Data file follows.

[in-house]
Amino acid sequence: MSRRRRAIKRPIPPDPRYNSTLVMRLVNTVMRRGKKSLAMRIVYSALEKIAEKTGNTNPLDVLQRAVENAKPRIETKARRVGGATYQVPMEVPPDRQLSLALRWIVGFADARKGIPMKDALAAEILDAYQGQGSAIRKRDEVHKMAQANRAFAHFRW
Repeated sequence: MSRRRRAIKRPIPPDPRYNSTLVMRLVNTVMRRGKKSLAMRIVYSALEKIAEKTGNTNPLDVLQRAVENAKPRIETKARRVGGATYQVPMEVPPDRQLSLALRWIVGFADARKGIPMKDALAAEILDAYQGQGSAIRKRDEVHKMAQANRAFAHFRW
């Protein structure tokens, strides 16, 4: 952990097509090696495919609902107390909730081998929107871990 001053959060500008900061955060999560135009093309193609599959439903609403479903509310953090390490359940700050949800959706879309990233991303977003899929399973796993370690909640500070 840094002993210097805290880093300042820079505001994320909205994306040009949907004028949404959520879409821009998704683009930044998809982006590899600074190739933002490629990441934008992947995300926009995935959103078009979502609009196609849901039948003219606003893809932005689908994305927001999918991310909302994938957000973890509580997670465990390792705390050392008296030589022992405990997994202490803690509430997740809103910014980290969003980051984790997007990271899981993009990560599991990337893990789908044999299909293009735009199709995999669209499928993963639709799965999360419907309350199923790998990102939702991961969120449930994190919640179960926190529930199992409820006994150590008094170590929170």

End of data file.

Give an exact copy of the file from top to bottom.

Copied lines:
[in-house]
Amino acid sequence: MSRRRRAIKRPIPPDPRYNSTLVMRLVNTVMRRGKKSLAMRIVYSALEKIAEKTGNTNPLDVLQRAVENAKPRIETKARRVGGATYQVPMEVPPDRQLSLALRWIVGFADARKGIPMKDALAAEILDAYQGQGSAIRKRDEVHKMAQANRAFAHFRW
Repeated sequence: MSRRRRAIKRPIPPDPRYNSTLVMRLVNTVMRRGKKSLAMRIVYSALEKIAEKTGNTNPLDVLQRAVENAKPRIETKARRVGGATYQVPMEVPPDRQLSLALRWIVGFADARKGIPMKDALAAEILDAYQGQGSAIRKRDEVHKMAQANRAFAHFRW
């Protein structure tokens, strides 16, 4: 952990097509090696495919609902107390909730081998929107871990 001053959060500008900061955060999560135009093309193609599959439903609403479903509310953090390490359940700050949800959706879309990233991303977003899929399973796993370690909640500070 840094002993210097805290880093300042820079505001994320909205994306040009949907004028949404959520879409821009998704683009930044998809982006590899600074190739933002490629990441934008992947995300926009995935959103078009979502609009196609849901039948003219606003893809932005689908994305927001999918991310909302994938957000973890509580997670465990390792705390050392008296030589022992405990997994202490803690509430997740809103910014980290969003980051984790997007990271899981993009990560599991990337893990789908044999299909293009735009199709995999669209499928993963639709799965999360419907309350199923790998990102939702991961969120449930994190919640179960926190529930199992409820006994150590008094170590929170």